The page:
to the botany of each district, but a general sketch of the distribution of the flowering plants, at any rate, should have been given in this "Guide." The island would afford excellent scope for a botanical survey, on the lines of the well-known work done by Dr. Smith, Dr. Moss, and other ecologists, in various parts of Britain. It is greatly to be hoped that in a future edition of, or supplement to, this "Guide" it will be found possible to include a chapter on plant distribution, with a vegetation map of the island, and, for comparison and correlation, a geological map. This would, if carefully done, preferably by an ecologicallyminded botanist residing in the district, undoubtedly enhance the value of the book and secure for it more than the local interest that attaches to a merely floristic work.

string of incoherent and inaccurate sentences, repeating and perpetuating long since exploded errors and mare's-nests. Lichenologists, we know, are a stiffnecked generation, but surely it is time they hesitated to record in print their refusal to recognise the dual nature of the lichen thallus, which has been fully and finally established. There can be no excuse, either, for the hepaticologist who tells us that the liverworts are " linked to the lichens" by means of their thalloid forms! The account of the relationship between the liverwort Frullania and the rotifer which sometimes occupies its pitchers is entirely imaginative. The list of hepatics (liverworts) is conspicuous by the omission of several species which are certainly found in the island, and often abundantly in places, such as Anthoceros laevis, Scapania nemorosa, and Lepidozia reptans.

[ocr errors]

The articles by Mr. G. W. Colenutt (geology), Mr. P. Wadham (fishes, mammals, &c.), and Mr. R. H. Fox (birds) stand out as refreshing oases in the arid desert of species lists, being written in a "naturestudy spirit which can hardly be said to characterise the work of the other contributors. The "Guide" is illustrated by twenty-six excellent plates, chiefly from photographs by Mr. H. F. Poole, two of which we are permitted to reproduce here. F. C.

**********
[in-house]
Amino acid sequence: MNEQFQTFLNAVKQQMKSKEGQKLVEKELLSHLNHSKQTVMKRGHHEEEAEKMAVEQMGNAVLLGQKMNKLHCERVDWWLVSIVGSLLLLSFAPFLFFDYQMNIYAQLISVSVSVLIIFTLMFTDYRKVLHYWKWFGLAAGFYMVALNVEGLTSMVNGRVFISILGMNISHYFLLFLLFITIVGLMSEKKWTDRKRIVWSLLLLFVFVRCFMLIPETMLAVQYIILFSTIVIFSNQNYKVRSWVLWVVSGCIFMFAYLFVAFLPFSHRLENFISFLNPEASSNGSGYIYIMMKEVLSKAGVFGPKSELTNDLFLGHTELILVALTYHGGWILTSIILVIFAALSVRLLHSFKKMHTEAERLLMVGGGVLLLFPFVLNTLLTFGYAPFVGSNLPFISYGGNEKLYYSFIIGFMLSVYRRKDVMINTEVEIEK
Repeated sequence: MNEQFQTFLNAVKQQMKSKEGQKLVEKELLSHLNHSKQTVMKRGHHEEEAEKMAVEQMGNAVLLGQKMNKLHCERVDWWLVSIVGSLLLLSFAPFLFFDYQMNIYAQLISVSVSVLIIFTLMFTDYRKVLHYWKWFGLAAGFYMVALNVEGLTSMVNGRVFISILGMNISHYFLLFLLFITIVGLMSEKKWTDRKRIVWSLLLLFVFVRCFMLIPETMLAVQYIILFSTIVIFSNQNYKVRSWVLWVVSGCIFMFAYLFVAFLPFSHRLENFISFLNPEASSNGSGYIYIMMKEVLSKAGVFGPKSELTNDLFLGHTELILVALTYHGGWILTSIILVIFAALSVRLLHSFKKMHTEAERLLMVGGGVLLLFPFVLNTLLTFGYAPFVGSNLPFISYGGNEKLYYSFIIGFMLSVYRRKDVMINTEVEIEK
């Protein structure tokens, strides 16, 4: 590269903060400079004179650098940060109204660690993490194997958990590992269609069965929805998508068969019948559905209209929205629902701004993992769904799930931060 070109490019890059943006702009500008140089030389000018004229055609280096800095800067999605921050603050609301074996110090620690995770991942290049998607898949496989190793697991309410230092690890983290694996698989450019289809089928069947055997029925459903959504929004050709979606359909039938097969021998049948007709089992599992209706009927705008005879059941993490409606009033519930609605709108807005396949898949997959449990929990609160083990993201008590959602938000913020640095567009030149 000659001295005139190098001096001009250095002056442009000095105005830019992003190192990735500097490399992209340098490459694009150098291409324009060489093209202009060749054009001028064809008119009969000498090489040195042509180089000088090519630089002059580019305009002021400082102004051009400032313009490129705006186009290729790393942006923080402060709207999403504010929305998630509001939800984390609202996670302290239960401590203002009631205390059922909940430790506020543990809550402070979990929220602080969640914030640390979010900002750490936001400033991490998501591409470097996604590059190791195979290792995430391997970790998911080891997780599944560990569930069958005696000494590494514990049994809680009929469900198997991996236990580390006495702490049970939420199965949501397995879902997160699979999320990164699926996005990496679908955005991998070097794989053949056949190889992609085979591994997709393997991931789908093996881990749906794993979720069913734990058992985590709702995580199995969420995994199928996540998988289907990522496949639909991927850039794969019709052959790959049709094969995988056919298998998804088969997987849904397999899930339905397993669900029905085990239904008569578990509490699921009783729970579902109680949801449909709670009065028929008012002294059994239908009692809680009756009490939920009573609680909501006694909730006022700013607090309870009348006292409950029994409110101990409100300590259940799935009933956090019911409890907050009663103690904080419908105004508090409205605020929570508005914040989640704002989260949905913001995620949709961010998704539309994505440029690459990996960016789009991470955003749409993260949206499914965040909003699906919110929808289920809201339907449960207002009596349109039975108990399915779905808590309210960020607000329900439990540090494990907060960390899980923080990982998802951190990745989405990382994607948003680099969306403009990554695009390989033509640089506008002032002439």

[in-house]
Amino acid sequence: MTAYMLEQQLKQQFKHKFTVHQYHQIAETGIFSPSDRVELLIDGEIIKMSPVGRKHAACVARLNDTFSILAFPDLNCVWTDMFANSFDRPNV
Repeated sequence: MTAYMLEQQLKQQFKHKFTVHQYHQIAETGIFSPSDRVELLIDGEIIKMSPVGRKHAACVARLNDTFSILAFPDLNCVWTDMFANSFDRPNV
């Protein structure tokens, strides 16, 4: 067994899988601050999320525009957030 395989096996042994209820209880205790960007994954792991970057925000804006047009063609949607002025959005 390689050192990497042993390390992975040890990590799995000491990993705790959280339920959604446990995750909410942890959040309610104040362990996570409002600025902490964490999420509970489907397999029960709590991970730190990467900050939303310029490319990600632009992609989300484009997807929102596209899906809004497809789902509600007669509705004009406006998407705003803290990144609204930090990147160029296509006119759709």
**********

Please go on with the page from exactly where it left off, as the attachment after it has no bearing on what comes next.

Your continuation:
[ocr errors][merged small]
[blocks in formation]

The second suggestion we venture to make, with reference generally to books similar in scope to this "Guide," is that most of the systematists responsible for the various lists of plants and animals given in local naturalistic compilations would do well to obtain the cooperation of a biological botanist or zoologist when writing their prefatory remarks on the group of plants or animals they are dealing with. So far as this "Guide" is concerned, we refer chiefly, as examples, to the sections dealing with some of the cryptogamic plants. It would be far better for the average cryptogamic systematist to pass straight on to his list and say nothing whatever about the lifehistory and development of his group than to write a



T may be taken as definitely established that sleeping sickness is due to infection with a trypanosome (Trypanosoma gambiense), and that this trypanosome is conveyed by a tsetse-fly (Glossina palpalis). But if we proceed to analyse and extend this proposition we soon get into difficulties. We do not know for certain whether man is the only "reservoir" of this trypanosome, or whether monkeys and other mammals, especially native dogs, can also harbour it. Should this prove to be so-though the balance of evidence is against the supposition-it must materially affect prophylactic measures. If we consider next the mode by which the trypanosome is conveyed we find ourselves in the midst of the most conflicting evidence. It is still uncertain whether the transmission is mechanical or whether there is a cycle of development 2 of the trypanosome in the fly; facts appear to be all in favour of the first view, analogy all in favour of the latter. Nor is the question a purely academical one, for if the transmission is mechanical, then the flies are no longer infective after the infecting reservoir (man) is removed; if, however, there is a cycle of development, then it remains to be determined how long an infected fly can remain infective after the infecting source is removed.